Exceptional monsoon flood kills over 1100 in Pakistan

Sentinel-1 CSAR IW acquired on 23 August 2021 from 01:25:19 to 01:26:09 UTC
Sentinel-2 MSI acquired on 12 July 2022 at 05:56:51 UTC
Sentinel-1 CSAR IW acquired on 25 August 2022 from 01:16:43 to 01:17:33 UTC
Sentinel-1 CSAR IW acquired on 30 August 2022 from 01:25:26 to 01:26:16 UTC
Author(s): Sentinel Vision team, VisioTerra, France - svp@visioterra.fr
Keyword(s): Climate change, emergency, atmosphere, flooding, precipitation, hydrology, river, dam, irrigation, agriculture, food security
Fig. 1 - S1 (23 & 30.08.2021; 25 & 30.08.2022) - Pakistan received twice as much rainfall as usual, four times in southern provinces.
Fig. 2 - S1 (25 & 30.08.2022) - The ensuing flood hit 33 millions people, killing over 1100. Upstream water has yet to reach south Pakistan.
At least 1136 people have died since the monsoon began in June. More than 33 million people, or one in seven Pakistanis, have been affected by the floods, and nearly one million houses have been destroyed or severely damaged. More than 80 000 hectares of cultivable land have been destroyed and more than 3400 km of roads and 157 bridges washed away.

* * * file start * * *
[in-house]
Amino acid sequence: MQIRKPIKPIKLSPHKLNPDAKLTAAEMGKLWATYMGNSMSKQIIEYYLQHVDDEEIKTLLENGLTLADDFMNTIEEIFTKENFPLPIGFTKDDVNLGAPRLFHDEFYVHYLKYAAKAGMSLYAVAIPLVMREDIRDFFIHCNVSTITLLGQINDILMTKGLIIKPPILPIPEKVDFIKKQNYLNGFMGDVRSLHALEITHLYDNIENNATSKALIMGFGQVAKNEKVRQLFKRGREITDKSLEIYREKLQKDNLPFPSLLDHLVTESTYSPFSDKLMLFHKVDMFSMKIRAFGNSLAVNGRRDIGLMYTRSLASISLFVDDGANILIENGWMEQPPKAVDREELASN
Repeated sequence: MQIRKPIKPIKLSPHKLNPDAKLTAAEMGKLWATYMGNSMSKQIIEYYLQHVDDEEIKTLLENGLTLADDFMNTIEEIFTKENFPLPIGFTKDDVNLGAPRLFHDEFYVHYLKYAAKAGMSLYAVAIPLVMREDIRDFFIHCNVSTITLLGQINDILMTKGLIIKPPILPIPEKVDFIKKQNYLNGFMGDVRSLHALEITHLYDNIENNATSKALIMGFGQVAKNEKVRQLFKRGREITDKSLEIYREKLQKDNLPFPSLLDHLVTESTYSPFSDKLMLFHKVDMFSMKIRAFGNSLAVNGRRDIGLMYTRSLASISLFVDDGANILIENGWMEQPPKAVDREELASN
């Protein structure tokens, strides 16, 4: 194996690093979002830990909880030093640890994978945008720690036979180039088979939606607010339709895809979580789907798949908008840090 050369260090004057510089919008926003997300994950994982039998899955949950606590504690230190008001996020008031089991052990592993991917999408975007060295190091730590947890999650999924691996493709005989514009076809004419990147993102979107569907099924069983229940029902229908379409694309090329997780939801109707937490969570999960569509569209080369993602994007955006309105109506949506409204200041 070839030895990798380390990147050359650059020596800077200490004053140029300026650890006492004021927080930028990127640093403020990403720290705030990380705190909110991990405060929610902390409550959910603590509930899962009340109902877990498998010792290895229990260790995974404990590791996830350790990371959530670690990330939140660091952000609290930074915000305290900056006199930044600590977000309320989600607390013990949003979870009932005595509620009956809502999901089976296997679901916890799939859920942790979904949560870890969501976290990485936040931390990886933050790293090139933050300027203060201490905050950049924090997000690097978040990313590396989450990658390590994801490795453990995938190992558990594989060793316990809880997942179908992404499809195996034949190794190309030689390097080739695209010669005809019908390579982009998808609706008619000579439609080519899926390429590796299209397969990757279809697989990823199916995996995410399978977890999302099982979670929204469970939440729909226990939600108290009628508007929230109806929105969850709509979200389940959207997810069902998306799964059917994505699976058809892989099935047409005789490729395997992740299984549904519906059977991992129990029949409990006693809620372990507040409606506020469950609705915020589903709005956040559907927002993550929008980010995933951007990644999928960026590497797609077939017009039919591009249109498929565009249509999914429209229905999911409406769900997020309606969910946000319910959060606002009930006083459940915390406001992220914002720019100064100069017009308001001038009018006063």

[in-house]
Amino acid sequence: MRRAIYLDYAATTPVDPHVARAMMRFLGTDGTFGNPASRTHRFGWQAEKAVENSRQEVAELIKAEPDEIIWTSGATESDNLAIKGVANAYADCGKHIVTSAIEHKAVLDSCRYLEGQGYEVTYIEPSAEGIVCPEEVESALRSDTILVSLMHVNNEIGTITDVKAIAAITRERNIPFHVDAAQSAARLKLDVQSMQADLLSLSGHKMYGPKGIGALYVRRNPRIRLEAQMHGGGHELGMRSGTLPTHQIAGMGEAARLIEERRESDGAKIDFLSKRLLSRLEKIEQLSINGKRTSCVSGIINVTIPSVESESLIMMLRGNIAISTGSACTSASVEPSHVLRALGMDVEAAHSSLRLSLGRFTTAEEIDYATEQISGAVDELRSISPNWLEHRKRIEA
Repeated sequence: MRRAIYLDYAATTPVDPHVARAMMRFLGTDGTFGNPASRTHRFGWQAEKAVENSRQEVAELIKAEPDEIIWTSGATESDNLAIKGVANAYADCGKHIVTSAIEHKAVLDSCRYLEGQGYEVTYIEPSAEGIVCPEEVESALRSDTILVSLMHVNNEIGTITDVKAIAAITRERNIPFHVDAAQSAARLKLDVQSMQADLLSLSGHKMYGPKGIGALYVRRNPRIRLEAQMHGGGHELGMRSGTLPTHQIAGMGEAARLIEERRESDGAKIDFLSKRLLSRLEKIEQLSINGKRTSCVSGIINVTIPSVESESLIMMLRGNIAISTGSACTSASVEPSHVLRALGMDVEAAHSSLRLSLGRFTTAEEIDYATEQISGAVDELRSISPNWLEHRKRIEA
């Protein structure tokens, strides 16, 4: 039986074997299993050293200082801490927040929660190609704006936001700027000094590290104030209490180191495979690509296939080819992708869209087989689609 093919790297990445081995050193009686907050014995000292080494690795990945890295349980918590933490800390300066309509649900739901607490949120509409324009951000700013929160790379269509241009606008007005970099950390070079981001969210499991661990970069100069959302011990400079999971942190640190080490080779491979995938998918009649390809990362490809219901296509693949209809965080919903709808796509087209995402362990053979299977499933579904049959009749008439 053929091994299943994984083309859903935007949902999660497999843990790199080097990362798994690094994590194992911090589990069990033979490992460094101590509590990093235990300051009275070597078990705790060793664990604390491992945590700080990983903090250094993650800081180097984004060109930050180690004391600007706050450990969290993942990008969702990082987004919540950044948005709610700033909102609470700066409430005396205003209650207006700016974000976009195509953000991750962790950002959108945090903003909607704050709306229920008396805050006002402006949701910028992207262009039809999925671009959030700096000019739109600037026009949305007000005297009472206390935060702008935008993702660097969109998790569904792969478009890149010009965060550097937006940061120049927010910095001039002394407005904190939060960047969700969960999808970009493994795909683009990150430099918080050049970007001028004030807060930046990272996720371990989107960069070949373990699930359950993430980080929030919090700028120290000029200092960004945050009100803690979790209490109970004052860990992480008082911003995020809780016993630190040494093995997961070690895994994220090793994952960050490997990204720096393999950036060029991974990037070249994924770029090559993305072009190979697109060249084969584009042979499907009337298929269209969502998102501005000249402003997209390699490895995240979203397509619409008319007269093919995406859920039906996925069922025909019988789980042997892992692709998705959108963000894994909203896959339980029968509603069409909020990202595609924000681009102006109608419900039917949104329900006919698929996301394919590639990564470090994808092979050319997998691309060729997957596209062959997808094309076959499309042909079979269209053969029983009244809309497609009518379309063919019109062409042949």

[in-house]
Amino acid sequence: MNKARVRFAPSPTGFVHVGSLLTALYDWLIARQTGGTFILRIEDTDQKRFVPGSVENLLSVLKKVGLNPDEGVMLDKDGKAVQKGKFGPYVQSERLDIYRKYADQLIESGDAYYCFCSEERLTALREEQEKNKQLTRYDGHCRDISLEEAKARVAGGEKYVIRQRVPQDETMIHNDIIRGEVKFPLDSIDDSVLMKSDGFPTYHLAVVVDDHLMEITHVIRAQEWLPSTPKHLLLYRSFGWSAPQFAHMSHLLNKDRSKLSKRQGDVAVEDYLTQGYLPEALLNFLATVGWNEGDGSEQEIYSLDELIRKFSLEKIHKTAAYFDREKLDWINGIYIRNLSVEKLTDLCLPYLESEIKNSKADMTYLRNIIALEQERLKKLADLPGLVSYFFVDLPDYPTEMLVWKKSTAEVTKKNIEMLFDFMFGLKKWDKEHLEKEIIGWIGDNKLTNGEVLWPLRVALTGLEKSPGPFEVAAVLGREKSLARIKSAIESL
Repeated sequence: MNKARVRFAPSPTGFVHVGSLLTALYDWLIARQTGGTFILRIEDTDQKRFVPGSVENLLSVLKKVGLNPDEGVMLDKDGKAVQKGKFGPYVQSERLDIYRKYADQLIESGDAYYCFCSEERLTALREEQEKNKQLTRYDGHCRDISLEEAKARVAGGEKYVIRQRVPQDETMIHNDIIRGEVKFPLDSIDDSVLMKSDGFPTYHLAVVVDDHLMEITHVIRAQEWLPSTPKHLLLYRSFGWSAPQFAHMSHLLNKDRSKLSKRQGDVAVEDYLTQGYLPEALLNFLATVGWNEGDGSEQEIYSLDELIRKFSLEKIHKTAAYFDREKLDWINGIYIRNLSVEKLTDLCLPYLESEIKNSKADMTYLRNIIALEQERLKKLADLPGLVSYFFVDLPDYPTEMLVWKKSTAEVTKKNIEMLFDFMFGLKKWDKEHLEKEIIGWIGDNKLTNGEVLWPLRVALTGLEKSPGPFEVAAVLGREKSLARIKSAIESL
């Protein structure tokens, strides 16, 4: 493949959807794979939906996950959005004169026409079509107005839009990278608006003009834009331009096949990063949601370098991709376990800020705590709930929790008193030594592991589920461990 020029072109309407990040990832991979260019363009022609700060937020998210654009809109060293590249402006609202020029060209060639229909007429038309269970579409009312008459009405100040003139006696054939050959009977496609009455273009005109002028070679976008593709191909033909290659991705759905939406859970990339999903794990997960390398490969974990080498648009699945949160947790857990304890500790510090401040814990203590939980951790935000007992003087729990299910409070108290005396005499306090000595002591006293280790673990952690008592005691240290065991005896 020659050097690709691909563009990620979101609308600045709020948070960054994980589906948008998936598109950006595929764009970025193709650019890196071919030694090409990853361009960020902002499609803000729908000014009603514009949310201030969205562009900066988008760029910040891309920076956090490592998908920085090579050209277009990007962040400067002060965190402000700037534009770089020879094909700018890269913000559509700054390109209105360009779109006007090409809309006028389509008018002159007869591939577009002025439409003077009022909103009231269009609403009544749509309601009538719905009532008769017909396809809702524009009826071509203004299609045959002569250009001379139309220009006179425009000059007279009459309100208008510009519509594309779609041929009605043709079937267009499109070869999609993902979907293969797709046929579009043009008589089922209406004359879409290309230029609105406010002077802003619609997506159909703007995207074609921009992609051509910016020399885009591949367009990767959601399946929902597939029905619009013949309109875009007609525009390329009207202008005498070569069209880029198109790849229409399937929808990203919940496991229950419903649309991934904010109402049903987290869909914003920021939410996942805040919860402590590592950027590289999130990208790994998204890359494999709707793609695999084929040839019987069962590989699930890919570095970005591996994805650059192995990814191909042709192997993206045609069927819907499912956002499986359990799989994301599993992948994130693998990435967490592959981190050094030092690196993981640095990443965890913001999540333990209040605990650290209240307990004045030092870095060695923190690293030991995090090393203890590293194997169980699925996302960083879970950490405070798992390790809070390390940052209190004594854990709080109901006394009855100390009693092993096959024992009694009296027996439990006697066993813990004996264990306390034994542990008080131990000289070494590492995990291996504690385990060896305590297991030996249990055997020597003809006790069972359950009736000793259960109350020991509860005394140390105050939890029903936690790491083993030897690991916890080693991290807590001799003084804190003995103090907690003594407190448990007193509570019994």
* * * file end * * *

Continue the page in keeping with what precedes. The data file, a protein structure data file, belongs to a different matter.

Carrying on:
Fig. 3 - S2 (12.07.2022) - Sukkur Barrage is vital to prevent the disaster from getting worse downstream.
Built during the British Raj from 1923 to 1932, the Sukkur Barrage is the largest single irrigation network of its kind in the world. Sindh is arid with rainfalls averaging 100-200 mm per year, while the evaporation rate is between 1000-2000 mm. The Indus irrigates otherwise barren lands of Sindh. Sukkur Barrage is used to for the purposes of irrigation and flood control. This barrage enables water to flow through a network of seven canals 9923 km long, allowing ~25% of total canal irrigated area of the country.
The bulk of the water flowing from the north of the country through the river is expected to reach the structure around 5 September.